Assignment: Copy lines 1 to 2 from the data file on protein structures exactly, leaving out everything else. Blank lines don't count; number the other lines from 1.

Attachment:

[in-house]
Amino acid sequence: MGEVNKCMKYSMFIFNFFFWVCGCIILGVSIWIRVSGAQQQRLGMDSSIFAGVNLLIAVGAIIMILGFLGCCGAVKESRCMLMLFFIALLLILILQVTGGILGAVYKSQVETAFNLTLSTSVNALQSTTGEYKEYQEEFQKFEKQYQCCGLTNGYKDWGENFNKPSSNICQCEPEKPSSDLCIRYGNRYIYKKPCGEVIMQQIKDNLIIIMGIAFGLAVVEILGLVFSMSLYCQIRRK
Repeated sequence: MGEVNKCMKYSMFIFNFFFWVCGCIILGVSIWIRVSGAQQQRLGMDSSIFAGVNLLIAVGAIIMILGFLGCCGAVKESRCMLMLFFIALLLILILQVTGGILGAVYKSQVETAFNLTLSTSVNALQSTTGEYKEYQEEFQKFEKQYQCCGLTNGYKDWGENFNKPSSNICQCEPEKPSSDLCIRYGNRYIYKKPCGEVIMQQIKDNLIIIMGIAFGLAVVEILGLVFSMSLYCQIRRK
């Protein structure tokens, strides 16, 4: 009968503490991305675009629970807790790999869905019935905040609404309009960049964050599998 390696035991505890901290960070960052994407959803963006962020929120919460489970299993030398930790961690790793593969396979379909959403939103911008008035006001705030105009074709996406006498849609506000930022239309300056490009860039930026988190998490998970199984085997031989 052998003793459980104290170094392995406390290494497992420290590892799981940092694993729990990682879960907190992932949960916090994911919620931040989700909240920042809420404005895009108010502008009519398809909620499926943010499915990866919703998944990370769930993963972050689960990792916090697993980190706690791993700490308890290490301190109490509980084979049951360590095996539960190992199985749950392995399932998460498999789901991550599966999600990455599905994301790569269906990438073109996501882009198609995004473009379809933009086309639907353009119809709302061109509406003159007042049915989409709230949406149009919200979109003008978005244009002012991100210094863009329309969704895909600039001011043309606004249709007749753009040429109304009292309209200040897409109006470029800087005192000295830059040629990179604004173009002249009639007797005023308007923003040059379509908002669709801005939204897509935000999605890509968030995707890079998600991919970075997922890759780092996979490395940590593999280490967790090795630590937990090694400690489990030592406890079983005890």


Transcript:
[in-house]
Amino acid sequence: MGEVNKCMKYSMFIFNFFFWVCGCIILGVSIWIRVSGAQQQRLGMDSSIFAGVNLLIAVGAIIMILGFLGCCGAVKESRCMLMLFFIALLLILILQVTGGILGAVYKSQVETAFNLTLSTSVNALQSTTGEYKEYQEEFQKFEKQYQCCGLTNGYKDWGENFNKPSSNICQCEPEKPSSDLCIRYGNRYIYKKPCGEVIMQQIKDNLIIIMGIAFGLAVVEILGLVFSMSLYCQIRRK